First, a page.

Managing the levers of value:
How key strategic disciplines are unified to drive customer and commercial value.
Can you continue to orchestrate orthodox functions like strategy, sales, marketing, customer service and operations to deliver differential advantage and customer value, or is a fundamentally better approach required? Progressive leaders are now industrialising sources of differential advantage by unifying critical disciplines to drive growth, improved customer and commercial outcomes.
4 perspectives on growth
1. Revenue, margin and cash flow
Sustainable revenue, margin and cash flow are all critical to long-term growth and the ability to optimise operating costs is ever-present. But exactly how do existing silo'd customer and market facing functions contribute to such growth?
Clearly, they should and in many cases do, but it's often not systematic and more than likely any contribution is variable and unpredictable. Evidence would suggest that some of this results from poor organisation, competing incentives and a lack of streamlined cross-functional process and team-work. Market economics, changing customer preference, political and social circumstance obviously play a part, but there are new ways to systematically improve growth prospects and engineer improvements in specific customer and market facing capabilities and operations.
2. Customer economic value
What specific levers, processes or disciplines drive economic value for customers?
Many companies don't even measure the benefit premium to customers, That is a function of the value customers attribute the product or service minus the price paid, the benefit premium or value add*. But economic value customers receive is a little different. That's the differential benefit they could enjoy with your product or service, over that which they currently have or which any competitor could provide. Simply, put as the value customers need to switch from some other product to yours, estimated as being at least as much value (benefit premium) they are currently receiving plus a 'switching or transfer premium'. Customer economic value can be delivered through a wide range of disciplines including: innovation, customer experience, relationships and service.
The trick is to know how to manage these disciplines and which ones deliver more or less differential advantage to specific customers. This was once the domain of 'gut feel' and intuition, but that's no longer good enough, it's science, evidence-based decision making, process and particular capabilities that will 'win-out'. The first step is to understand and build capability in key strategic disciplines, then systematically improve them.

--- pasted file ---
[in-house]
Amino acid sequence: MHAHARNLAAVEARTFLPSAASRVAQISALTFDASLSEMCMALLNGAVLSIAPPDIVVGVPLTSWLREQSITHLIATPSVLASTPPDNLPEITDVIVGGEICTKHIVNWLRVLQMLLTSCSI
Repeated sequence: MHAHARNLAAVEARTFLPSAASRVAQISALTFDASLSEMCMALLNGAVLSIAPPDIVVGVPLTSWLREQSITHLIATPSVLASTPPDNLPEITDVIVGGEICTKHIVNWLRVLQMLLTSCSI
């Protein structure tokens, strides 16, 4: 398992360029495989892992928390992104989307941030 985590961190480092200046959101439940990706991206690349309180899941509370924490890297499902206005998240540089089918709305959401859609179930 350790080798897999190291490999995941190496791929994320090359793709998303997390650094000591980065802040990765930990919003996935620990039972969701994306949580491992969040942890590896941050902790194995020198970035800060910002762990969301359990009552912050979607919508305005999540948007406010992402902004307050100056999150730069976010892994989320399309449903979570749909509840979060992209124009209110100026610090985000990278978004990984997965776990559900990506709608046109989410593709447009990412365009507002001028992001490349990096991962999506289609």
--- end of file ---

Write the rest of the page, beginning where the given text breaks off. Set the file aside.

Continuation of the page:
3. Intangible assets and intellectual capital
Sustainable revenue, margin, cash flow, cost reduction and economic customer value delivered are important measures of growth, amongst many, that can be managed more effectively through inter-connected disciplines rather than functional silo's. However, intangible assets and intellectual capital, which collectively represent most of the value of any organisation, need much more attention. Arguably these are the assets which should pre-occupy strategy, sales and marketing, sadly, all too often front-end operations focus on short-term tactical gains rather than disciplines to increase the value of capital assets like these. This only contributes to the divide between C-suite expectations and front-end functional silo's.
4. The levers of value
Many market leaders are already abandoning redundant functional organisational models to find differential advantage in new operational models drive by commercial and customer outcomes, not internal organisation. They know that there are different kinds of value and different ways of managing them. They can see that shorter term P&L focuses metrics are important but also that customer and longer term intangible value and intellectual capital measures are also needed to steer the business in the right direction. The is the job of unified, cross functional disciplines and teams.
It's not about tactical versus strategic, it's about 'always on' strategy and smart tactics, systematically developed and delivered using a 'shared operating model'. The same disciplines contribute to strategic and tactical success, they drive short-term and longer-term commercial and customer value and they provide the levers for intangible asset and intellectual capital growth.
There are at least 38 disciplines supported by a unified operating model that collectively provide the levers for accelerated capability building and sustained growth.
* Golub and Henry, 1981, Marketing strategy and the price-value model